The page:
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Published: June 17th 2012
Peru was definitely not a case of love at first sight. Bolivia had stolen our hearts, and it would take a lot for the new country to compete for our affections.
Puno was dusty and, with the exception of the obligatory cathedral and Plaza de Armas, unremarkable, even if it was on the shore of the magical Lake Titicaca. Even that wasn’t enough to redeem it. Our boat trip out to the Uros (or Floating) Islands was nice enough (oh how to damn with faint praise!), but nauseatingly touristy and without the historical fascination of the Isla del Sol, the birthplace of the Inca civilisation, which we’d explored from Bolivia’s Copacobana the previous day.
The drive to Cusco took us through Juliaca, aka another Puno but on a much larger scale and without any hint of a redeeming feature. But by lunchtime we were back in the mountains, winding through lush valleys, and Peru tentatively began to exert its charm. When we stopped at the gargantuan statue of San Cristóbal with its fabulous views over the terracotta-tiled roofs of Cusco, we were definitely open to persuasion. When we stepped into our first Inca ruins, the country had well and
truly got us in its grips.
There’s a misapprehension that there is only one “Inca trail”, the one on every traveller’s must-do list, the approach to Machu Picchu, but, in reality, the Inca communications system could rival the Romans’, with a network of roads across and along the Andes, and down to the coast, covering an estimated 40,000km. This, in combination with an efficient system of runners, ensured that, amongst other things, an Inca’s desire for seafood voiced in Casco, approximately 400km from the coast as the crow flies, could be satisfied within 24 hours. (The word “Inca” means ruler, guide, chief, adviser.) The “classic” trail is the one walked by most people visiting Machu Picchu. In three days, it takes you from the kilometre 82 marker near the village of Chilca outside Ollantaytambo up and over the mountains to Inkipuntu, the Sun Gate, for sunrise over Machu Picchu. (Continually inhabited since the thirteenth century, Ollantaytambo was, in Inca times, the seat of ideological and religious power, and is now the town from which the train leaves to take the more pedestrianly inclined to the same destination.) But this trek is now highly regulated. Only (gulp!) five hundred people,
including guides and porters, can leave each day; no walking sticks are allowed; and only human (rather than llama or equine) porters are permitted to carry the trekkers’ kit.
One of the attractions of Dragoman’s trip around South America, once I started looking at the small print, was their inclusion of a “community trek” through the mountains to the north of the Sacred Valley, instead of the “classic” trek. This takes you through villages and along paths that everyday people use (reminiscent of the treks I have been lucky enough to do in Bhutan), as well as intersecting with other old Inca trails. No, we wouldn’t be going through the Sun Gate at sunrise, but nor would we be walking with our five hundred not-so-closest friends. We were almost guaranteed to be the only gringos that we would see for a couple of days. We would also have the luxury of a hotel in Ollantaytambo – showers after three days’ trekking and comfortable beds – the night before we caught the early train up to Aguas Calientes, and from there the bus winding up the mountain to Machu Picchu’s main tourist entrance.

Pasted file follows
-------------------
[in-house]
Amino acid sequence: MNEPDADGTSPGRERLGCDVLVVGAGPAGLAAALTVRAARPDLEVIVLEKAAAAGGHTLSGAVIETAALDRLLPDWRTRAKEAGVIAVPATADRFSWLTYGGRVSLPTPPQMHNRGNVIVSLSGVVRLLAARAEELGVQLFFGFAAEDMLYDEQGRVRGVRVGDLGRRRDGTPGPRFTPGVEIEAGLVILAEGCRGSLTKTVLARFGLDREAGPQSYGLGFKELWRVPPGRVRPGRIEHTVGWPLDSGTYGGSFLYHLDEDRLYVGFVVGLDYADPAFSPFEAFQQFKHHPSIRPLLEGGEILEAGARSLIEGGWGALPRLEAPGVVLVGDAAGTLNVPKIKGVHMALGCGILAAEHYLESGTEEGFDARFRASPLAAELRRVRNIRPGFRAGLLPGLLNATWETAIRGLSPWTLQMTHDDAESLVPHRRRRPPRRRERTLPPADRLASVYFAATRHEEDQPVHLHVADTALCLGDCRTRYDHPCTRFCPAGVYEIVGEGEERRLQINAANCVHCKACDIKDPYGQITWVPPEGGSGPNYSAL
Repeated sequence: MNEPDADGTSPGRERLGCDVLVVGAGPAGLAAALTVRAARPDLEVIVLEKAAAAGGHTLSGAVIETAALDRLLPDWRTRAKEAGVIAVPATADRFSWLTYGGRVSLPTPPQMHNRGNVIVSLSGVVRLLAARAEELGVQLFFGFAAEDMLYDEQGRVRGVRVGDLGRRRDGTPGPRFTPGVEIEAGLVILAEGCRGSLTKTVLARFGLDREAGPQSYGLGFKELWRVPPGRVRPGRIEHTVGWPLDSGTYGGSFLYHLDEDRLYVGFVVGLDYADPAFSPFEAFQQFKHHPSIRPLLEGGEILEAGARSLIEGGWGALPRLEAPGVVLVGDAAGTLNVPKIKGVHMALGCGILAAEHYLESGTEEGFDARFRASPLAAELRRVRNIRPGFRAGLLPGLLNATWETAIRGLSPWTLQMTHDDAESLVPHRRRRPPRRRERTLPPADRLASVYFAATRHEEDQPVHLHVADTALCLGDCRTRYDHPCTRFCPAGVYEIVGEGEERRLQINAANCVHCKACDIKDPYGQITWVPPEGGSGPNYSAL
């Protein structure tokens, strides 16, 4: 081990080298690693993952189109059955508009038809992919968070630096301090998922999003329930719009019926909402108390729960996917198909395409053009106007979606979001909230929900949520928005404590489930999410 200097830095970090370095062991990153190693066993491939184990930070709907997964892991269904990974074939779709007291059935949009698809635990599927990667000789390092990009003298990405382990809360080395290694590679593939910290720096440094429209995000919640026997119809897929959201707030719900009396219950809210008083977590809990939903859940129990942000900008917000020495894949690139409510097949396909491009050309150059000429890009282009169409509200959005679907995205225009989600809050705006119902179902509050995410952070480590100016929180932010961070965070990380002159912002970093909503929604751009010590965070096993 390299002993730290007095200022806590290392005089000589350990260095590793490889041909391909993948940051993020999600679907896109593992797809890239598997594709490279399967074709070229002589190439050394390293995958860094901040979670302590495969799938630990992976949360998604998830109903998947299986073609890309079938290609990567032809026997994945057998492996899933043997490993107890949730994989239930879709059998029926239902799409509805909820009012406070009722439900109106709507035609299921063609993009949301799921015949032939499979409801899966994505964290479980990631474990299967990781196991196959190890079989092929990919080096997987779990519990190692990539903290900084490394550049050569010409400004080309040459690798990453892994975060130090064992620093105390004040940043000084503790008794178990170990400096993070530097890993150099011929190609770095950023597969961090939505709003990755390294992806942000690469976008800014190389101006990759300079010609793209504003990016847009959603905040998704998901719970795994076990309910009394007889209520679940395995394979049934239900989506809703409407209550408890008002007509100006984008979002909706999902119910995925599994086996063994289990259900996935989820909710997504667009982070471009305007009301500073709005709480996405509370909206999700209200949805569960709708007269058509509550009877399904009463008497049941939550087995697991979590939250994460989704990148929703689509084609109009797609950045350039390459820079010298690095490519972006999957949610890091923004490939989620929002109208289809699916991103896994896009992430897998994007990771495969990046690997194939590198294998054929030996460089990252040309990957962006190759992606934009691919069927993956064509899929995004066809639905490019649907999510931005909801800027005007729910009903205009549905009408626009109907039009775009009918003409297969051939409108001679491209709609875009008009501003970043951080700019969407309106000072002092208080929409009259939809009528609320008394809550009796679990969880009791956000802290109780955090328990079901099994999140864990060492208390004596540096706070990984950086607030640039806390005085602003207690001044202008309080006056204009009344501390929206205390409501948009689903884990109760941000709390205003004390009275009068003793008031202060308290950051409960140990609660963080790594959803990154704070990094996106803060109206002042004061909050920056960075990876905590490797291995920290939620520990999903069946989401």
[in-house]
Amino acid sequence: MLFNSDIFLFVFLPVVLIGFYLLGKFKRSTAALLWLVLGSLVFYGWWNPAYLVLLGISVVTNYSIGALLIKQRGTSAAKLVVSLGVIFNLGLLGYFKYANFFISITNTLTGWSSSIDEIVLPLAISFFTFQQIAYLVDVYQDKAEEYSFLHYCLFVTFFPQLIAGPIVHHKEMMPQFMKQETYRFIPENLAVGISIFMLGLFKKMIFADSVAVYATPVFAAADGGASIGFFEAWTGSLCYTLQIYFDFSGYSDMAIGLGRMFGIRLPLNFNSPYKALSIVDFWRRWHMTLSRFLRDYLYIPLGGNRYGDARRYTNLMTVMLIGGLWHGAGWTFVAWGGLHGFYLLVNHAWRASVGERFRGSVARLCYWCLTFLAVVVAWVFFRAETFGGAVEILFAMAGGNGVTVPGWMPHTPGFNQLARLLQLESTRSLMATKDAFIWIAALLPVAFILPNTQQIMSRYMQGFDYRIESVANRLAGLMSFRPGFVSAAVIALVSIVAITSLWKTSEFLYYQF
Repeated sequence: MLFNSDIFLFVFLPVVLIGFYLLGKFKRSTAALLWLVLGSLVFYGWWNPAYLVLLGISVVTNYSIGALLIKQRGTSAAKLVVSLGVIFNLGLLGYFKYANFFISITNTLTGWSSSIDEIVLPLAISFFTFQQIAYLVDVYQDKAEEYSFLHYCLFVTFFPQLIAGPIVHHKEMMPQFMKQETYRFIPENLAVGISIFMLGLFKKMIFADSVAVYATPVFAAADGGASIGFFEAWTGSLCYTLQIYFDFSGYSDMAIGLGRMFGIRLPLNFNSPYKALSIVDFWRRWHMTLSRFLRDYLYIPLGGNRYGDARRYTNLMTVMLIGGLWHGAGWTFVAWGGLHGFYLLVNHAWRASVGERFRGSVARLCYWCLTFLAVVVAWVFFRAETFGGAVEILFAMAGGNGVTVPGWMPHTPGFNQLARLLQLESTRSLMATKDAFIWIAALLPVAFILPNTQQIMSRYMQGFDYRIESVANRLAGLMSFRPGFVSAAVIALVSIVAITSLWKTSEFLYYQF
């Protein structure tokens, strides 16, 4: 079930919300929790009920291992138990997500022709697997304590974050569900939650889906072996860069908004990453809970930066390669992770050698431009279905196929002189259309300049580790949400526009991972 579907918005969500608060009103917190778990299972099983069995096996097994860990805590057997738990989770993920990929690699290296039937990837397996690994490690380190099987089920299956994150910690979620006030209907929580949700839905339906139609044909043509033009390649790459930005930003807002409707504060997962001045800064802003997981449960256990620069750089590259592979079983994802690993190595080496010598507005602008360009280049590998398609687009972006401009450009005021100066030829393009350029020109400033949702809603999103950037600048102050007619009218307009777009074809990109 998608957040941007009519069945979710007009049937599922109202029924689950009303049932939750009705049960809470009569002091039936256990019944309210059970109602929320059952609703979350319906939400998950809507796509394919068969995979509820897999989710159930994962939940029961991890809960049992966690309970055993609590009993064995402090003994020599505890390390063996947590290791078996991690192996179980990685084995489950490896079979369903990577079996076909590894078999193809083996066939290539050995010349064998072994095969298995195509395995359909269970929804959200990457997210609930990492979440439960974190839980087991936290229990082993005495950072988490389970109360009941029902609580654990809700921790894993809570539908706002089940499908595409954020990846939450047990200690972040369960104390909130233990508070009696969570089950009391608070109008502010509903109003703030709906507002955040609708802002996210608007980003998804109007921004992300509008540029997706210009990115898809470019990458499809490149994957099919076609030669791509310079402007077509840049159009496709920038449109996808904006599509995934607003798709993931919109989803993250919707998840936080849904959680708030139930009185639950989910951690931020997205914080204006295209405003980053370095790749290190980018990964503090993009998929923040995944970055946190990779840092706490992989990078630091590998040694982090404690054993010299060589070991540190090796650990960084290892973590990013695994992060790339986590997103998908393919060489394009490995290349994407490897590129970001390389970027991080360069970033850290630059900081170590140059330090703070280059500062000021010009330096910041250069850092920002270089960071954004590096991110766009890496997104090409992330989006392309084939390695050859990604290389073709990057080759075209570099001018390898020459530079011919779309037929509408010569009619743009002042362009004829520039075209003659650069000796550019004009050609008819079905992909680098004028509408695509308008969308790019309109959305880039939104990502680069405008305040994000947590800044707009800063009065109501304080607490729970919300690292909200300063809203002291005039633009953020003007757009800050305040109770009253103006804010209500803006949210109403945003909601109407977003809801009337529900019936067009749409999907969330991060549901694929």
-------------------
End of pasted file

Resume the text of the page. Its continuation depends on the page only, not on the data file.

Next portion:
An early start on the Thursday
morning saw us at Sacsayhuamán for just-after-sunrise over Cusco, and then driving over the mountains to the Sacred Valley, the agricultural jewel in the Incas’ crown, with its mountain-protected fertile soils and conducive climate of which the Peruvians are still taking advantage to this day. At Pisaq, we tested our fitness with the hike down from the Inca ruins to the modern-day town, and sadly bade farewell to a quintet of our friends who had decided that their fitness, in combination with incipient stomach and/or throat bugs, wasn’t up to the full trek.
After lunch, we also waved goodbye to our “classic” friends. They would spend a comfortable night in Ollantaytambo before starting their trek the next day. We were off to the village of Huarán where we would meet our llama and horse teams, via a brief stop the town of Calca to stock up on coca leaves, rain ponchos and other final necessities. From Huarán, we were going to trek for 3-4 hours up the valley to the spread-out village of Cancha Cancha where we would spend the night.
Just outside Huarán, a crowd of curious children watched our baggage being decanted from the minibus, and
then the commencement of the slow packing process, the heavier stuff loaded onto our team of horses, and the lighter stuff onto llamas. We donned insect repellent, sunscreen, hats and daypacks, set the length of our walking poles, and hit the path leaving our baggage to follow on in due course.
In these narrow valleys, the sun rises late and sets early. We’d stripped to T-shirts within the first half-hour of setting off, but, by 3.15 pm, we were reaching for additional layers again. Warm in the sunlight, it rapidly became chill in the shade. A young girl caught up with us, shy in her speech yet curiously reluctant to overtake the gringos. This was her daily walk to school, an hour each way, an eight year old on her own, stomping up and down a track that altitude was forcing us to treat gingerly.
Altitude was always going to be such a feature of this trek that it deserved its own place at the dinner table. Huarán was at 3,100m; we’d climb 900m to Cancha Cancha that night. The next day, we’d cross the Pachacutec pass at 4,750m, but at a tentative pace of 1-2 kph until
we passed over its summit. On the third day, we’d cross another high pass, the Huillquicasa pass, but at the relatively low level of 4400m. From then on it would be downhill, until those of us still masochistically-inclined, scampered up the additional 400m of Huayna Picchu from Machu Picchu’s 2,400m.